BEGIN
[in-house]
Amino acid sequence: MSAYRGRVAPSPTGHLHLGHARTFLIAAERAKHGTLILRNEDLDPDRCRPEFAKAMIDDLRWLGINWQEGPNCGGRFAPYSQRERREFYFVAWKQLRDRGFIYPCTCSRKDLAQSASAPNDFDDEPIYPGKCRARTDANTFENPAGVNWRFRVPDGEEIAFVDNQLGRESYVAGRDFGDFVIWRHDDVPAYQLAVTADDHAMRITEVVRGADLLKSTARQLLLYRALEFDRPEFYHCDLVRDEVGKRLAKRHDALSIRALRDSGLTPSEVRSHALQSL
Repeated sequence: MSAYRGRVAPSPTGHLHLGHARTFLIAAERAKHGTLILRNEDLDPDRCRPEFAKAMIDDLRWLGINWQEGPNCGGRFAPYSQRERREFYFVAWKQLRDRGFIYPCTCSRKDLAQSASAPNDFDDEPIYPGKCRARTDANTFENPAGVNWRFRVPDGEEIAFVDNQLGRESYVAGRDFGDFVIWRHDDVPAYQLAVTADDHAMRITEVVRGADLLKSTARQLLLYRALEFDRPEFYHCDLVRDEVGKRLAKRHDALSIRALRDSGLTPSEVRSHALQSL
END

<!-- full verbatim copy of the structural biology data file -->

[in-house]
Amino acid sequence: MSAYRGRVAPSPTGHLHLGHARTFLIAAERAKHGTLILRNEDLDPDRCRPEFAKAMIDDLRWLGINWQEGPNCGGRFAPYSQRERREFYFVAWKQLRDRGFIYPCTCSRKDLAQSASAPNDFDDEPIYPGKCRARTDANTFENPAGVNWRFRVPDGEEIAFVDNQLGRESYVAGRDFGDFVIWRHDDVPAYQLAVTADDHAMRITEVVRGADLLKSTARQLLLYRALEFDRPEFYHCDLVRDEVGKRLAKRHDALSIRALRDSGLTPSEVRSHALQSL
Repeated sequence: MSAYRGRVAPSPTGHLHLGHARTFLIAAERAKHGTLILRNEDLDPDRCRPEFAKAMIDDLRWLGINWQEGPNCGGRFAPYSQRERREFYFVAWKQLRDRGFIYPCTCSRKDLAQSASAPNDFDDEPIYPGKCRARTDANTFENPAGVNWRFRVPDGEEIAFVDNQLGRESYVAGRDFGDFVIWRHDDVPAYQLAVTADDHAMRITEVVRGADLLKSTARQLLLYRALEFDRPEFYHCDLVRDEVGKRLAKRHDALSIRALRDSGLTPSEVRSHALQSL